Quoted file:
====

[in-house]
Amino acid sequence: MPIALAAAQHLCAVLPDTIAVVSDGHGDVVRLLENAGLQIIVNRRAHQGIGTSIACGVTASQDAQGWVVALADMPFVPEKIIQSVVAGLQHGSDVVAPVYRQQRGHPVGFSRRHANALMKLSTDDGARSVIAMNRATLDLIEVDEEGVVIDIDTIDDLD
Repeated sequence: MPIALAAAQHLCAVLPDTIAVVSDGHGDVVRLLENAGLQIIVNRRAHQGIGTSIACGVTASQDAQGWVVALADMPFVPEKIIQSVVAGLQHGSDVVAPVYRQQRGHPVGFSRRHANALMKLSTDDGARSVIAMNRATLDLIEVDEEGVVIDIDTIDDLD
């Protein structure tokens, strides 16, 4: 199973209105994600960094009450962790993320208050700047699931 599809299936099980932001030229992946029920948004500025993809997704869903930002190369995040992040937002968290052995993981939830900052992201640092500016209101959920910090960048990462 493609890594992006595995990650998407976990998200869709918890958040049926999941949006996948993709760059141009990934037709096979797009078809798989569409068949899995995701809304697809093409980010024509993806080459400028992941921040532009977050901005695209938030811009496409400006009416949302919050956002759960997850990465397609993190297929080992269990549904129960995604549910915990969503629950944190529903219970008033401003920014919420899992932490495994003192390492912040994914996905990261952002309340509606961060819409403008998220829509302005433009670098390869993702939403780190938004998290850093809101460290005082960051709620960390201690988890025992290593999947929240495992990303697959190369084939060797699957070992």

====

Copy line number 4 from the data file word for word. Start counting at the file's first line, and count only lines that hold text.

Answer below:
């Protein structure tokens, strides 16, 4: 199973209105994600960094009450962790993320208050700047699931 599809299936099980932001030229992946029920948004500025993809997704869903930002190369995040992040937002968290052995993981939830900052992201640092500016209101959920910090960048990462 493609890594992006595995990650998407976990998200869709918890958040049926999941949006996948993709760059141009990934037709096979797009078809798989569409068949899995995701809304697809093409980010024509993806080459400028992941921040532009977050901005695209938030811009496409400006009416949302919050956002759960997850990465397609993190297929080992269990549904129960995604549910915990969503629950944190529903219970008033401003920014919420899992932490495994003192390492912040994914996905990261952002309340509606961060819409403008998220829509302005433009670098390869993702939403780190938004998290850093809101460290005082960051709620960390201690988890025992290593999947929240495992990303697959190369084939060797699957070992």